Reduction of Maternal and Neonatal Mortality in Mali
The Reduction of Maternal and Neonatal Mortality Project in Mali builds on the continuity of the QUARITE Research Project which confirmed that ALARM International Program (AIP) training, coupled with the implementation of maternal death audits and supportive supervision, noticeably improved health outcomes for mothers and babies at the intervention health facilities. With funding from the Canadian Department of Foreign Affairs, Trade and Development, the new project expands the scope of the QUARITE intervention to 22 referral or regional hospitals spread throughout the country and at least 10 basic health facilities in Commune V, one of the sub regions of Bamako.
The project includes training in Emergency Obstetric and Newborn Care, support for implementation of maternal death audits, as well as revising and updating related clinical guidelines. Furthermore, a pilot initiative will be conducted in selected primary health care facilities to improve capacities for management of post-partum hemorrhage, treating complications due to eclampsia, and provision of newborn care. As with most of SOGC's international projects, support will be given to the professional associations of ob/gyns and midwives in Mali to strengthen their leadership role as experts, supervisors and trainers in the field of maternal and newborn care.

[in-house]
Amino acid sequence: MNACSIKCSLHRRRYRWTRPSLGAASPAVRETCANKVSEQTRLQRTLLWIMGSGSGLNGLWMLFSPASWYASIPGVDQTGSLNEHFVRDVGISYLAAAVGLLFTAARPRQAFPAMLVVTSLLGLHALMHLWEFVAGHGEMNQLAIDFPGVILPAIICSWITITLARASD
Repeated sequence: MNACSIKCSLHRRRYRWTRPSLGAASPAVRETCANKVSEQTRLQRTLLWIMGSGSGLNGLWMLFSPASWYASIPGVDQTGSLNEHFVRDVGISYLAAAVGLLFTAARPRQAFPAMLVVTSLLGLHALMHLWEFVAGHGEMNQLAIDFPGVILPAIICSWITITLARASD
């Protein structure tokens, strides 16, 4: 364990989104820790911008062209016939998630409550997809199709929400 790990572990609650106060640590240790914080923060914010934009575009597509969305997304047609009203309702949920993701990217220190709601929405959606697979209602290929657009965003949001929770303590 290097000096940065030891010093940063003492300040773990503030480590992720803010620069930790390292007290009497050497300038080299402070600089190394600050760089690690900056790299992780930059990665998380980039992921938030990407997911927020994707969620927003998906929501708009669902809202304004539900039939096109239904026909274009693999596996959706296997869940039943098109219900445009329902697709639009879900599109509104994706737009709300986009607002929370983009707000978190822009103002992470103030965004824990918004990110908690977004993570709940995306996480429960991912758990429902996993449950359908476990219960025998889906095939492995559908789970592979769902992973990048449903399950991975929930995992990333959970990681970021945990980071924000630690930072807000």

Maternal and neonatal mortality and morbidity rates remain high in Mali. Based on the last Health Demographic Survey (2006), the maternal mortality rate is estimated at 464 per 100 000 live births and the neonatal mortality rate at 46 per 1,000 births. The main barriers for improving maternal and neonatal health in Mali that have been identified are: insufficient human resources with the necessary qualifications; misdistribution of health professionals between geographic zones; and lack of training for personnel.
The SOGC's main partner for implementation of this project is l'Unité de Recherche et de Formation en Santé de la Mère et de l'Enfant (URFOSAME). Over a period of 3.5 years, the project seeks to contribute to improving the quality of care for more than 3,665,575 women of procreative age in Mali, and more specifically, for 779,910 pregnant women and adolescents in Mali.
Photo credit: Liette Perron